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clap (sense ‘to clap hands, applaud’ is not pre-S.; 3 is the usual S. sense; ‘to tap, pat’ also occurs)
1. “clap to,” shut smartly 1H4 II. iv. 309, Cor. I. iv. 51.
2. to strike (hands) reciprocally in token of a bargain H5 V. ii. 134 “and so hands and a bargain” ; hence apparently the use in Wint. I. ii. 104 “Ere I could make thee open thy white hand And clap thyself my love” ; so “ up,” settle (a bargain) hastily Shr. II. i. 319 “Was ever match clapp'd up so suddenly?,” John III. i. 235.
3. to put or set smartly or vigorously Wiv. II. ii. 144 “ on more sails,” R2 III. ii. 114, Rom. III. i. 6 “c-s me his sword upon the table,” Ant. III. viii. [x.] 29; absol. 2H4 III. ii. 51 “a' would have clapped” [viz. an arrow] “i' the clout.”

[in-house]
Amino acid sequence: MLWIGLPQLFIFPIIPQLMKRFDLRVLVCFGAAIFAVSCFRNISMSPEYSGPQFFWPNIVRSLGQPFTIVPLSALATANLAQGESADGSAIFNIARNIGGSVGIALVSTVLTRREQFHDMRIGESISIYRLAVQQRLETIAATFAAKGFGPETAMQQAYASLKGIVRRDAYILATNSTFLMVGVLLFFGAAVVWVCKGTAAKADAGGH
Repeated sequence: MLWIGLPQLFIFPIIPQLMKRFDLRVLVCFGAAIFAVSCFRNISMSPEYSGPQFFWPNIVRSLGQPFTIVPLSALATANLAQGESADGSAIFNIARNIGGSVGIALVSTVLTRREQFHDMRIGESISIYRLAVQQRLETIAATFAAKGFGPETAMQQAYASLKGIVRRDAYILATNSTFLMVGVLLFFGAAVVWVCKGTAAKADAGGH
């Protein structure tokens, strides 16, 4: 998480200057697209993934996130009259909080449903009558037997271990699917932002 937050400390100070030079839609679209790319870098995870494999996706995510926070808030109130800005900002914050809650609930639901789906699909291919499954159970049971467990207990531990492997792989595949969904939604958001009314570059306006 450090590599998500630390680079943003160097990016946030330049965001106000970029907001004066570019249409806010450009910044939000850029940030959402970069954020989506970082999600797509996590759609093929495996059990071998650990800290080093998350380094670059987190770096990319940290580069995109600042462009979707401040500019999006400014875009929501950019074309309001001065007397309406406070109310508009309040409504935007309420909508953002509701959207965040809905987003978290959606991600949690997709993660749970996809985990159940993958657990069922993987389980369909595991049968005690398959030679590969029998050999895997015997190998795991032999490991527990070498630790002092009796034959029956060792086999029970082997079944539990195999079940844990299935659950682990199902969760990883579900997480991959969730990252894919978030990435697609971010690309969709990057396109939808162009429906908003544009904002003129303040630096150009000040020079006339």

4. “ up,” put in prison 2H6 I. iv. 53; fig. Ant. IV. ii. 17.
5. to impose (fines) H8 V. iv. 86.
6. to enter “into” briskly, strike “into” (a song) Meas. IV. iii. 44, AYL. V. iii. 12 “a song . . . Shall we clap into 't roundly?”
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hide References (10 total)
  • Cross-references in text-specific dictionaries from this page (10):
    • William Shakespeare, Anthony and Cleopatra, 3.10
    • William Shakespeare, Anthony and Cleopatra, 3.8
    • William Shakespeare, Anthony and Cleopatra, 4.2
    • William Shakespeare, Coriolanus, 1.4
    • William Shakespeare, King John, 3.1
    • William Shakespeare, As You Like It, 5.3
    • William Shakespeare, The First Part of Henry IV, 2.4
    • William Shakespeare, Henry V, 5.2
    • William Shakespeare, The Second Part of Henry VI, 1.4
    • William Shakespeare, Richard II, 3.2
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